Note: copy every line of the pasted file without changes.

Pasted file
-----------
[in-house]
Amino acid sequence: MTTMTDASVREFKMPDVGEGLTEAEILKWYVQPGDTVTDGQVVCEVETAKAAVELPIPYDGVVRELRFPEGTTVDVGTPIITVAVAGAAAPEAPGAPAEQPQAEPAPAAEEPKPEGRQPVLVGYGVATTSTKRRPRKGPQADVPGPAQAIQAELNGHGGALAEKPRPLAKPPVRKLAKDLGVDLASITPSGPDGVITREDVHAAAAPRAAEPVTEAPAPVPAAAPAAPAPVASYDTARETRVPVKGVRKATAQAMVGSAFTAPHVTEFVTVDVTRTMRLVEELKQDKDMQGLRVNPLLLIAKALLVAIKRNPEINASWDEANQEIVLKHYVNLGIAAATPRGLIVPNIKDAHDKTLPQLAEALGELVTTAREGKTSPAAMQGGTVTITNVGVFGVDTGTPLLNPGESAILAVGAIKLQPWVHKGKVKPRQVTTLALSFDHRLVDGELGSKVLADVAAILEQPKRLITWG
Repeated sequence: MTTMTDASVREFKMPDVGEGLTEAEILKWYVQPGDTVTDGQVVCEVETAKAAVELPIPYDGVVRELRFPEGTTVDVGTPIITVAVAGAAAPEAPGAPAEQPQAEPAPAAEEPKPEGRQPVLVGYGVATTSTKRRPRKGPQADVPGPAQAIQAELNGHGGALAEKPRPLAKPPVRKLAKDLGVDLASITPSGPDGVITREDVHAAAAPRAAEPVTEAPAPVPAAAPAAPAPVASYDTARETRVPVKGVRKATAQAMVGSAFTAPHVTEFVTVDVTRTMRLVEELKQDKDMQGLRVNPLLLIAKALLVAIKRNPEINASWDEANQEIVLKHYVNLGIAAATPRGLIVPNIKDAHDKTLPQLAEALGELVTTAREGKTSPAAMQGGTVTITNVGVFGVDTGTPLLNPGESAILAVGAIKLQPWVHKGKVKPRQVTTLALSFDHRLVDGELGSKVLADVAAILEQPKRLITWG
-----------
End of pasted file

[in-house]
Amino acid sequence: MTTMTDASVREFKMPDVGEGLTEAEILKWYVQPGDTVTDGQVVCEVETAKAAVELPIPYDGVVRELRFPEGTTVDVGTPIITVAVAGAAAPEAPGAPAEQPQAEPAPAAEEPKPEGRQPVLVGYGVATTSTKRRPRKGPQADVPGPAQAIQAELNGHGGALAEKPRPLAKPPVRKLAKDLGVDLASITPSGPDGVITREDVHAAAAPRAAEPVTEAPAPVPAAAPAAPAPVASYDTARETRVPVKGVRKATAQAMVGSAFTAPHVTEFVTVDVTRTMRLVEELKQDKDMQGLRVNPLLLIAKALLVAIKRNPEINASWDEANQEIVLKHYVNLGIAAATPRGLIVPNIKDAHDKTLPQLAEALGELVTTAREGKTSPAAMQGGTVTITNVGVFGVDTGTPLLNPGESAILAVGAIKLQPWVHKGKVKPRQVTTLALSFDHRLVDGELGSKVLADVAAILEQPKRLITWG
Repeated sequence: MTTMTDASVREFKMPDVGEGLTEAEILKWYVQPGDTVTDGQVVCEVETAKAAVELPIPYDGVVRELRFPEGTTVDVGTPIITVAVAGAAAPEAPGAPAEQPQAEPAPAAEEPKPEGRQPVLVGYGVATTSTKRRPRKGPQADVPGPAQAIQAELNGHGGALAEKPRPLAKPPVRKLAKDLGVDLASITPSGPDGVITREDVHAAAAPRAAEPVTEAPAPVPAAAPAAPAPVASYDTARETRVPVKGVRKATAQAMVGSAFTAPHVTEFVTVDVTRTMRLVEELKQDKDMQGLRVNPLLLIAKALLVAIKRNPEINASWDEANQEIVLKHYVNLGIAAATPRGLIVPNIKDAHDKTLPQLAEALGELVTTAREGKTSPAAMQGGTVTITNVGVFGVDTGTPLLNPGESAILAVGAIKLQPWVHKGKVKPRQVTTLALSFDHRLVDGELGSKVLADVAAILEQPKRLITWG